Fuser belts employed in the method of this invention can be of any size and can be used in any kind of fuser belt system. For example, the fuser belt system can comprise a fuser belt which is trained around two or more rollers, and is in pressurized contact with another fuser member, such as another fuser belt or a fuser roller. The drawing illustrates one suitable configuration for a fuser belt system 10 having a fuser belt 14. The fuser belt system 10 comprises a heating roller 12, and roller 13 around which fuser belt 14 is trained and is conveyed in the direction indicated on rollers 12 and 13. Backup roller 15 is biased against the heating roller 12. The fuser belt 14 is cooled by impinging air provided by blower 16 disposed above fuser belt 14. In operation, receiver 17 bearing the unfused toner 18 is transported in the direction of the arrow into the nip between heating roller 12 and backup roller 15, which can also or alternatively be heated if desired, where it enters a fusing zone A extending about 0.25 to 2.5 cm, preferably about 0.6 cm laterally along the fuser belt 14. Following fusing in the fusing zone A, the fused image then continues along the path of the belt 14 and into the cooling zone B about 5 to 50 cm in length in the region after the fusing zone A to roller 13. In the cooling zone B, belt 14 is cooled slightly upon separation from heating roller 12 and then additionally cooled in a controlled manner by air that impinges upon belt 14 as the belt passes around roller 13 and is transported to copy collection means such as a tray (not shown). Support 17 bearing the fused image is separated from the fuser belt 14 within the release zone C at a temperature where no toner image offset occurs. Separation is expedited by using a roller 13 of relatively small diameter, e.g. a diameter of about 2.5 to 4 cm. The length of time the toner image resides in each zone A, B and C can be controlled simply by adjusting the velocity of speed of belt 14. The velocity of the belt in a specific situation will depend on several variables, including, for example, the temperature of the belt in the fusing zone A, the temperature of the cooling air in the cooling zone B, and the composition of the toner particles.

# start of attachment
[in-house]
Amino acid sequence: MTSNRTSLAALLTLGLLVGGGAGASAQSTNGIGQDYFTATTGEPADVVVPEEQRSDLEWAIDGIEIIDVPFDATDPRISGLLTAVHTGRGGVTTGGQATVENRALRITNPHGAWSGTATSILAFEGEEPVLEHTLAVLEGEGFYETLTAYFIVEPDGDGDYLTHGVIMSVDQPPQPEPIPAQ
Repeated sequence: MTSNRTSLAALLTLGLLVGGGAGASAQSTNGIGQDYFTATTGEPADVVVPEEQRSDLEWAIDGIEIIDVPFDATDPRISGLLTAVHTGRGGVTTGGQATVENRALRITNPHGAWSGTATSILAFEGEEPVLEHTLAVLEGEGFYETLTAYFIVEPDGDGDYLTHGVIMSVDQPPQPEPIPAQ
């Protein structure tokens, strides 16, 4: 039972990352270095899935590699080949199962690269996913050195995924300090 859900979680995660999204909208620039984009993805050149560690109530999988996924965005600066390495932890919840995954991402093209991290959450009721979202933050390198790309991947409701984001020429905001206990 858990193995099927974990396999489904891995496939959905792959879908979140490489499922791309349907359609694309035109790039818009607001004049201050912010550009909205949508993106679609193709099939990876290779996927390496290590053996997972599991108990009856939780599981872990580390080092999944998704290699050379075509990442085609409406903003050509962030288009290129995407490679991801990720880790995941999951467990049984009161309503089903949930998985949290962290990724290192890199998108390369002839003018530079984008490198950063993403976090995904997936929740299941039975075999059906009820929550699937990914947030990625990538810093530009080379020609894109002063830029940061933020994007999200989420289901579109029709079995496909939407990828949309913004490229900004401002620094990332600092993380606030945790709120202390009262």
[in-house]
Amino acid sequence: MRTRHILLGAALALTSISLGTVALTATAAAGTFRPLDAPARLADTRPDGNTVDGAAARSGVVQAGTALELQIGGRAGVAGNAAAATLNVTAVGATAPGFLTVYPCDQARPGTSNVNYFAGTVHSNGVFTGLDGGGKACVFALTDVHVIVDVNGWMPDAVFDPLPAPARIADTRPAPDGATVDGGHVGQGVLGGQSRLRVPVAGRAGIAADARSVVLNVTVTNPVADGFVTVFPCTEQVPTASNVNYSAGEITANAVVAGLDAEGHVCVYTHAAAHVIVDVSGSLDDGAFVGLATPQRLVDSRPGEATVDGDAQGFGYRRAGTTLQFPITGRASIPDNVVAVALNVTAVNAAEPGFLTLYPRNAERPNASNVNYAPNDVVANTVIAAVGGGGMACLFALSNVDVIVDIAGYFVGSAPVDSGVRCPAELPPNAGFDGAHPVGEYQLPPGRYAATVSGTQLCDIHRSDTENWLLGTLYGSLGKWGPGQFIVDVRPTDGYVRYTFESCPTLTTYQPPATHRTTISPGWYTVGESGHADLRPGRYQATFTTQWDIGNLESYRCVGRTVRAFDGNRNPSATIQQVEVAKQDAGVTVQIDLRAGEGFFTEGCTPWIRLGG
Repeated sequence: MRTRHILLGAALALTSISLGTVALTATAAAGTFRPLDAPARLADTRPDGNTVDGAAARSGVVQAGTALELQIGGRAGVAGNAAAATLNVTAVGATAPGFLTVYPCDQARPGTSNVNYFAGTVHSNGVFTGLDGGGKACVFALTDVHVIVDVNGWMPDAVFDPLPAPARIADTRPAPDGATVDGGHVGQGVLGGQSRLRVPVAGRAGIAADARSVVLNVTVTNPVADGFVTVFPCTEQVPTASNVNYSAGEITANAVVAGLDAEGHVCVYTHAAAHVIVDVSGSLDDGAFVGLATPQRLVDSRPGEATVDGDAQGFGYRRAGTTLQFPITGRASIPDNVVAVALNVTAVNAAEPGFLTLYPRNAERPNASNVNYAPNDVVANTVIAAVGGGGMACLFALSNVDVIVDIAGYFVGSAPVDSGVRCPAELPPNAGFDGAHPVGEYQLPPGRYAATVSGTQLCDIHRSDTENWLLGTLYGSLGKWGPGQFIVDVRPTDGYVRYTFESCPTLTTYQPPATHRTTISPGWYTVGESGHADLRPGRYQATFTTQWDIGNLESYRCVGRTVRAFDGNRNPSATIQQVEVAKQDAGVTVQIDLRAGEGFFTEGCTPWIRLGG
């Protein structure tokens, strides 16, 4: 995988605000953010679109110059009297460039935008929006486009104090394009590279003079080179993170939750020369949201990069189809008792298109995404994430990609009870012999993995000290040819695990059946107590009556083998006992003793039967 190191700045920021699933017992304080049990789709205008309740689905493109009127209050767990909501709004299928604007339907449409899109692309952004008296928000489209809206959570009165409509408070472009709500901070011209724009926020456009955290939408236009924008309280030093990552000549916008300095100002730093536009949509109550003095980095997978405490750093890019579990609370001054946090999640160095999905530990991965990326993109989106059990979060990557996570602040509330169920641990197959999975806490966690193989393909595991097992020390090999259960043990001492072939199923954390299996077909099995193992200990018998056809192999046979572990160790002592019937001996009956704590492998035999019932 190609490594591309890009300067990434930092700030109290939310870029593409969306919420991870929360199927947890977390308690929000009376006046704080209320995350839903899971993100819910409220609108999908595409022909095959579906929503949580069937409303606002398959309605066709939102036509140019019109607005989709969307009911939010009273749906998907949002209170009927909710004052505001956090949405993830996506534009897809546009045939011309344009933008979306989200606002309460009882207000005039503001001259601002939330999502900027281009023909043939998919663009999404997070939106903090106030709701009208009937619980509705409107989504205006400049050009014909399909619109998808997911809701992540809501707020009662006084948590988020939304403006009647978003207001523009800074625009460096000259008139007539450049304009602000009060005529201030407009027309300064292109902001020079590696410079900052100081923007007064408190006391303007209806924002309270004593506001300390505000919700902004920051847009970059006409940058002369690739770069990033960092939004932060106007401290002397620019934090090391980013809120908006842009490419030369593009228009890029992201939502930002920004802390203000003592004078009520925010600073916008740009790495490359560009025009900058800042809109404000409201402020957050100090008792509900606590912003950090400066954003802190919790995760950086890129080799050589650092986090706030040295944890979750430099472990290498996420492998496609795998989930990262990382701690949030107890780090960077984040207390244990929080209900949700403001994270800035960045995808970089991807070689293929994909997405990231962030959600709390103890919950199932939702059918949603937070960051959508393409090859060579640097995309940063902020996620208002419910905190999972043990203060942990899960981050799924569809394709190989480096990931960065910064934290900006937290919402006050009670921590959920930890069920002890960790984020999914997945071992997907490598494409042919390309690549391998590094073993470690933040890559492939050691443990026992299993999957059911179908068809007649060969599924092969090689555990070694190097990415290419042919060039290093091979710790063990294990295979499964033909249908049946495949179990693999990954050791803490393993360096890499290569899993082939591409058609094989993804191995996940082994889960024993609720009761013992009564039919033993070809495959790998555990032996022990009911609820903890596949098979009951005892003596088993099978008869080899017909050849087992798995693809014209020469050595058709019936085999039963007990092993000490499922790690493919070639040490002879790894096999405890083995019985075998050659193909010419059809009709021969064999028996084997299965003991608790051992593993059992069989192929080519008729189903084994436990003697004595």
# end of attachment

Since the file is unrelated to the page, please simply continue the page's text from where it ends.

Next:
In accordance with the present invention, fuser belt 14, on the side that contacts the toner 18, has a surface energy at least 5 mN/m at 150° C. greater than that of the toner and preferably is in the range from 35 to 70 mN/m at 150° C. Also in accordance with the invention, the surface texture or smoothness of belt 14 is selected to provide either a textured or a glossy finish for the fused toner image on receiver 17, and, in either event, good release of the fused image from belt 14 is achieved without the need for a release oil on the belt.
A valuable characteristic of the method of the invention can be described with reference to the drawing. As the drawing shows, the receiver sheet 7 remains in contact with belt 4 for a substantial length of time after the initial heating and fusing of toner in the nip between rollers 2 and 5. During the period of extended contact with the belt, the toner 8 on receiver 7 cools substantially. In the method of the invention, the toner of relatively low surface energy may contain a release additive such as a polyolefin wax of low melting point (Tm) or may have a low surface energy binder of low glass transition temperature (Tg). If such a toner is fused in a roller fuser the components of low Tm or low Tg are liquid or adhesive at the point of release from the roller nip and at least a portion thereof can stick to the fuser roller. In contrast, in the method of the invention, the fusing belt cools, e.g., to a temperature below about 75° C. and normally to about 30° to 60° C., and the receiver is released from contact with the fuser belt at a temperature below the melting point or Tg of any low melting release additive or low Tg binder of the toner. Being solid, the toner does not stick to the belt. This useful result is achieved in the method of the invention despite the fact that the fuser belt 4 has a relatively high surface energy, e.g., of 35 to 70 mN/m at 150° C. and even though its surface is textured.
The following preparation and fusing techniques and examples are presented to further illustrate this invention.